Noninvasive Methods for Measuring Ventilation in Mobile Subjects

Research Report 59, May 1993

Measurements of Ventilation in Freely Ranging Subjects F Dennis McCool and Domyung Paek

Assessment of Heart Rate As a Predictor of Ventilation Jonathan M Samet, William E Lambert, David S James, Christine M Mermier, and Thomas W Chick

Ventilation, a measure of the frequency and depth of breathing, is an important determinant of the amounts of indoor and outdoor air pollutants that enter the respiratory tract. The Health Effects Institute funded two studies to develop and test methods for measuring ventilation in freely mobile subjects at home or at work. Drs. Dennis McCool and Domyung Paek at the Memorial Hospital in Rhode Island measured ventilation with a body surface displacement (BSD) model. Each subject wore wide elastic bands containing coated wire coils around the chest and abdomen and had special magnets affixed to the breastbone and navel. Changes in electrical signals from these devices indicated dimensional changes in the subject's body that were associated with breathing. After the BSD signals were calibrated with data from a spirometer (standard equipment for measuring breathing parameters), subsequent BSD measurements yielded data about a subject's breathing patterns, breath frequency, and ventilation.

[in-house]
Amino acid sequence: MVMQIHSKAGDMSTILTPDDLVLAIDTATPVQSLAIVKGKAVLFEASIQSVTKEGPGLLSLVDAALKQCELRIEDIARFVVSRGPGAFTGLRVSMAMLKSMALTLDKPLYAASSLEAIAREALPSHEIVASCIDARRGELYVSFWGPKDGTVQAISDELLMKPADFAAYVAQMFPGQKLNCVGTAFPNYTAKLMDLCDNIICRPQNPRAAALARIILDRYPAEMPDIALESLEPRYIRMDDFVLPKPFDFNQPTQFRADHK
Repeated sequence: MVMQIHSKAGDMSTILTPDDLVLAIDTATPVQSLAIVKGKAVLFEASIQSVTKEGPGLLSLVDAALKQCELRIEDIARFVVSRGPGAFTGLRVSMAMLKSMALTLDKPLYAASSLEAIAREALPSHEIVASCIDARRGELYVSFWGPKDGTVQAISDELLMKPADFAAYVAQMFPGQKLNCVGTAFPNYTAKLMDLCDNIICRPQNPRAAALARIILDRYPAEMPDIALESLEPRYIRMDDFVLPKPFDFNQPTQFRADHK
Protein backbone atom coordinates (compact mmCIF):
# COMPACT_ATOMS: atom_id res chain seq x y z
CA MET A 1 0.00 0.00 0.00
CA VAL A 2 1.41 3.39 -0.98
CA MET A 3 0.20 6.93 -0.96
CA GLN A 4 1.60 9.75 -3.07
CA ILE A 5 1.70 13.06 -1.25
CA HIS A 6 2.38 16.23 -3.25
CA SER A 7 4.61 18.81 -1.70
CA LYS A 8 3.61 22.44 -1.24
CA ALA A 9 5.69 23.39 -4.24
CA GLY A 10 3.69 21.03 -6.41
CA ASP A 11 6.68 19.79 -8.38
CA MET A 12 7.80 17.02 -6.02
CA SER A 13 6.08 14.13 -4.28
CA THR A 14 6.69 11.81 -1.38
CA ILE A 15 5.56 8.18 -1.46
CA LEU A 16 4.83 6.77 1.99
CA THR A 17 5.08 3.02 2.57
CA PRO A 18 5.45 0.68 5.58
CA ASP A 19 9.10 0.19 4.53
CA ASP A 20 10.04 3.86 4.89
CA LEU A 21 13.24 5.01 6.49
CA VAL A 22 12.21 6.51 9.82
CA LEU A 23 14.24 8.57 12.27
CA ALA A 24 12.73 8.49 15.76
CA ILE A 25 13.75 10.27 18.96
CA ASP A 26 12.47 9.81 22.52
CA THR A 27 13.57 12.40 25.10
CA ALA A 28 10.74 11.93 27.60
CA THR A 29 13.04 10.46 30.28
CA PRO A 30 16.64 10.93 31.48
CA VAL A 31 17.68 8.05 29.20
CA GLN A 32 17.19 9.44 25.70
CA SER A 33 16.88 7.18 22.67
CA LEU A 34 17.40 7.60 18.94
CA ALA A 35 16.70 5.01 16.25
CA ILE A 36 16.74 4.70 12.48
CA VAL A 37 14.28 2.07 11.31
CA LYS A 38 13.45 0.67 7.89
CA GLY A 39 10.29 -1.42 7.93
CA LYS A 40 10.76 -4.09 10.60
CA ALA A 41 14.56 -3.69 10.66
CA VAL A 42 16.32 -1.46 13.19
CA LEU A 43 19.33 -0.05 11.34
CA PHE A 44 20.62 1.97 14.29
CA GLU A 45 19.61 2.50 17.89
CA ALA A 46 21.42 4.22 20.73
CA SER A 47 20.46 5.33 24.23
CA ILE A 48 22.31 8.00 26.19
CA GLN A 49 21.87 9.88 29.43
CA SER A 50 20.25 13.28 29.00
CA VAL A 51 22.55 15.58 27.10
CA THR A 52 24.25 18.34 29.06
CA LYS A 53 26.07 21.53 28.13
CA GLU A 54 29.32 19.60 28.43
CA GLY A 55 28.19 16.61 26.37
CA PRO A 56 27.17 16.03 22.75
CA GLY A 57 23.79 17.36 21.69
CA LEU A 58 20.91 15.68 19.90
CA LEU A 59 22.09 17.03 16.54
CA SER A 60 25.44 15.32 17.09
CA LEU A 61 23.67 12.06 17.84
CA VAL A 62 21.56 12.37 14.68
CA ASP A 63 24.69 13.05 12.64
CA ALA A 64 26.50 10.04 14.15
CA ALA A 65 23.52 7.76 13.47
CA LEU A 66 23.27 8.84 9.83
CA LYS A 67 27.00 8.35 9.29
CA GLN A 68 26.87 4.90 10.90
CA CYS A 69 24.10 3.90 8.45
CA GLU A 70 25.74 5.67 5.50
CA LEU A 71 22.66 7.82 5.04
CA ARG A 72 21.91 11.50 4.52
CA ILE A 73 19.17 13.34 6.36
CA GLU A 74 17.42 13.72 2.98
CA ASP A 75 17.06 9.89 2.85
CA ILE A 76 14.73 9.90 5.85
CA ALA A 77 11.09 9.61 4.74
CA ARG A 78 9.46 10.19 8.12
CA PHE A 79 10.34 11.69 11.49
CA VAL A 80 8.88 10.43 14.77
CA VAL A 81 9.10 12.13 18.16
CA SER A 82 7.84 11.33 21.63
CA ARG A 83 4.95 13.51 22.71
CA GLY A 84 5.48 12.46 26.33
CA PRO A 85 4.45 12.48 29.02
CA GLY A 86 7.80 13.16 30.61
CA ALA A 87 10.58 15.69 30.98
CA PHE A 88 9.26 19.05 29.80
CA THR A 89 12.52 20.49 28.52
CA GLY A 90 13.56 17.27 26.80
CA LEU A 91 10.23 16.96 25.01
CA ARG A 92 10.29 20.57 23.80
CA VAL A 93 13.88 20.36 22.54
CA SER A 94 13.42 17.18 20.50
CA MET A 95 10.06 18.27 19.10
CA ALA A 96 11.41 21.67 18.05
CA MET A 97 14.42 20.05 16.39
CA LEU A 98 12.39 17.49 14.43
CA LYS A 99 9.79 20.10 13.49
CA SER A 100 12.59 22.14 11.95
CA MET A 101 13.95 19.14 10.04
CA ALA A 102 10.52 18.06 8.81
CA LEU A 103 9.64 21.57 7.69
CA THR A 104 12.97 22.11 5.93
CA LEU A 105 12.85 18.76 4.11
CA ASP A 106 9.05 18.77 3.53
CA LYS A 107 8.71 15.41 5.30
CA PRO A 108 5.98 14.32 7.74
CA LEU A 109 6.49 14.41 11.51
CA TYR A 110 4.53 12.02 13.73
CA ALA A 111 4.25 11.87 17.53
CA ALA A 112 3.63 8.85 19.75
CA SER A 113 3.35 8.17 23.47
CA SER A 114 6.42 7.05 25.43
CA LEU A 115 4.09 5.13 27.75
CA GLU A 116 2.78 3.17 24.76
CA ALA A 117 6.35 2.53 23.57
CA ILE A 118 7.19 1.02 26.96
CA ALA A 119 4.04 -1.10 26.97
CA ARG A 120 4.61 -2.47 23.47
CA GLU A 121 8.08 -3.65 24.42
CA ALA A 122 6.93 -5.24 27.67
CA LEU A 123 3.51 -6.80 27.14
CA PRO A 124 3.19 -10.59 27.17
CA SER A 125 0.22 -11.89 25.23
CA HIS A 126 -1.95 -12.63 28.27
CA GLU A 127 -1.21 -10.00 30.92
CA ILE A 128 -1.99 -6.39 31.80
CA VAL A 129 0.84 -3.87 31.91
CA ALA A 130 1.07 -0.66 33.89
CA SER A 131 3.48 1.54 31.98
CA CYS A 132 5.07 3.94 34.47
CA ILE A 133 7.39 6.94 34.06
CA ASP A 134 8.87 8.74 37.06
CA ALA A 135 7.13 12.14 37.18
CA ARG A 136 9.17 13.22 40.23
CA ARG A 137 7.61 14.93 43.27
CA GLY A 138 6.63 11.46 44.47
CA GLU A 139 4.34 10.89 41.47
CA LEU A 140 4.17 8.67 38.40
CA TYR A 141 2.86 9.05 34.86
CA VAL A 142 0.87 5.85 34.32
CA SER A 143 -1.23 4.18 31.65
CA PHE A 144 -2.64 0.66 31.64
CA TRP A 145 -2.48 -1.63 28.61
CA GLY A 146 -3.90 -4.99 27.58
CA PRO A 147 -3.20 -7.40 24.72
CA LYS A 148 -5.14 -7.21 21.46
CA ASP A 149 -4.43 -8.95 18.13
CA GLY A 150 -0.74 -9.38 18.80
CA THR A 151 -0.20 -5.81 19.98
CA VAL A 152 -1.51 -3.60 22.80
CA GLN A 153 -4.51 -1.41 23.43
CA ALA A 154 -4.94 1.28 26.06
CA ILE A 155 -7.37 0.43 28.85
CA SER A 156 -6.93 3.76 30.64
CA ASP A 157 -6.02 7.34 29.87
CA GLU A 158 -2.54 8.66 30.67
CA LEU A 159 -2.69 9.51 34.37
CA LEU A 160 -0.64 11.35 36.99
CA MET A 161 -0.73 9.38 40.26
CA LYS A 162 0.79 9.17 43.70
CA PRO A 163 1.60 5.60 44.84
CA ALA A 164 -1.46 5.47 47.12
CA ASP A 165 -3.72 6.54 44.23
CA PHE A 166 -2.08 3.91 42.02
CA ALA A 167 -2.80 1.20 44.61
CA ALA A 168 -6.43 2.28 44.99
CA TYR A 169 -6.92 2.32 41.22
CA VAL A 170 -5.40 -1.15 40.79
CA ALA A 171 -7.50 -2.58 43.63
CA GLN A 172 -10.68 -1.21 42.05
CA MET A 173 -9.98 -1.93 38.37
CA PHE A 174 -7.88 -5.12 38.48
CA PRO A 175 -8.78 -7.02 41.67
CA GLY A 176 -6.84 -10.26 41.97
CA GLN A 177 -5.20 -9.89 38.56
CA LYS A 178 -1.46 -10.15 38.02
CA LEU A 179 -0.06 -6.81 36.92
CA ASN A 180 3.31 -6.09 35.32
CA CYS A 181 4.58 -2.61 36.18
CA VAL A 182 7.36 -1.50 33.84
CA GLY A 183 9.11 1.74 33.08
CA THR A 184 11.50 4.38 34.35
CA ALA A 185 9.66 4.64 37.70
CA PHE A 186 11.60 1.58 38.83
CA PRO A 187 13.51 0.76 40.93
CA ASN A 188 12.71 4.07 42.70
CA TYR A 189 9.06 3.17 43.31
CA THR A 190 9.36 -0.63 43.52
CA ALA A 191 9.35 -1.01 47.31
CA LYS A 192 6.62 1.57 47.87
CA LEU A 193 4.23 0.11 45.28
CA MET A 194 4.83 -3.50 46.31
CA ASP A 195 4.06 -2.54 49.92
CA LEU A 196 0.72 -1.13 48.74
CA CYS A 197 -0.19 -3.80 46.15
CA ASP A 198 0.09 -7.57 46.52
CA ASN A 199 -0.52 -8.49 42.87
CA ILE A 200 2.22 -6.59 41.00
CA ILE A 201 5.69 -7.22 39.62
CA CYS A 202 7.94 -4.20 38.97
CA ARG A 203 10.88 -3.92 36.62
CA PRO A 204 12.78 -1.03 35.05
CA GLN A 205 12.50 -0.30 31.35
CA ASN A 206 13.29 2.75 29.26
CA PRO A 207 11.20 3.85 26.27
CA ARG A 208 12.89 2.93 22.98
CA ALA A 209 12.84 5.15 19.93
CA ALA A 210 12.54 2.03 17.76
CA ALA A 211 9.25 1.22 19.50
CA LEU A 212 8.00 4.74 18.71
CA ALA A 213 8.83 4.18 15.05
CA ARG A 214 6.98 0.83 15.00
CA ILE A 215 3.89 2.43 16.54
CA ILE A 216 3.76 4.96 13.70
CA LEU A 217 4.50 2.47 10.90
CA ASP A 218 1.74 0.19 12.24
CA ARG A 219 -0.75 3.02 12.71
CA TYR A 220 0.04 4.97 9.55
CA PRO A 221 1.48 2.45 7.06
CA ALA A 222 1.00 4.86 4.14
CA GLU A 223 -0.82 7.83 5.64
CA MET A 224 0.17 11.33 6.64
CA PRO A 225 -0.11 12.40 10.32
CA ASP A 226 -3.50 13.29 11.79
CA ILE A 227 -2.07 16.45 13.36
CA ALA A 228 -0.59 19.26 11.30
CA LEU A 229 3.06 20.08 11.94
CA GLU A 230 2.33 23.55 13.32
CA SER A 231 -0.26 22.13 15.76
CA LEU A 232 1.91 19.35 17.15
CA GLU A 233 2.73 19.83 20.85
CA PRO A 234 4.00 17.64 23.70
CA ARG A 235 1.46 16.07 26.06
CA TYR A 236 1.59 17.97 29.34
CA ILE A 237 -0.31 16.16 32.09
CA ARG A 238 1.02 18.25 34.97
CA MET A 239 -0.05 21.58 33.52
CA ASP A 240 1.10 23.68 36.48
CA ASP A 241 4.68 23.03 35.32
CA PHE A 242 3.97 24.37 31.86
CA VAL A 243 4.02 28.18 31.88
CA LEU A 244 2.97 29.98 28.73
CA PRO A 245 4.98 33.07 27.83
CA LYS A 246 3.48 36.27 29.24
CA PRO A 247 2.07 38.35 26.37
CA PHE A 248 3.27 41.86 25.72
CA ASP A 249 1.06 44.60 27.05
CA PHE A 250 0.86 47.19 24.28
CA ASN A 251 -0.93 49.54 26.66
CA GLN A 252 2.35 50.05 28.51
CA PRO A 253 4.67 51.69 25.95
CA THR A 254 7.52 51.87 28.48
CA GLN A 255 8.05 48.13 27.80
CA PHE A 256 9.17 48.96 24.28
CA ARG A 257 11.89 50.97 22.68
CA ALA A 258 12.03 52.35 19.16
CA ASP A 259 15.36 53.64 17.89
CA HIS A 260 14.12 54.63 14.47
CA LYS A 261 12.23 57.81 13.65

In the second study, Dr. Jonathan Samet and colleagues at Johns Hopkins University wanted to develop methods for estimating ventilation from heart rate for future epidemiologic studies. Their 58 subjects included healthy adults and children, and adults with heart disease, lung disease, or asthma. First, the investigators collected spirometric and heart monitor data in the laboratory to plot ventilation–heart rate curves for each subject during cycling, vacuuming, and lifting. They then used heart monitor data to validate the accuracy of the Heartwatch, a portable, commercial device combining a small transmitter worn on the subject's chest with a wristwatch-style receiver that records heart rate. Finally, the investigators conducted a field study to estimate ventilation from Heartwatch data using a heart rate–ventilation calibration curve from a progressive exertion cycling test; they then categorized these ventilation data by activity using records maintained by the subjects.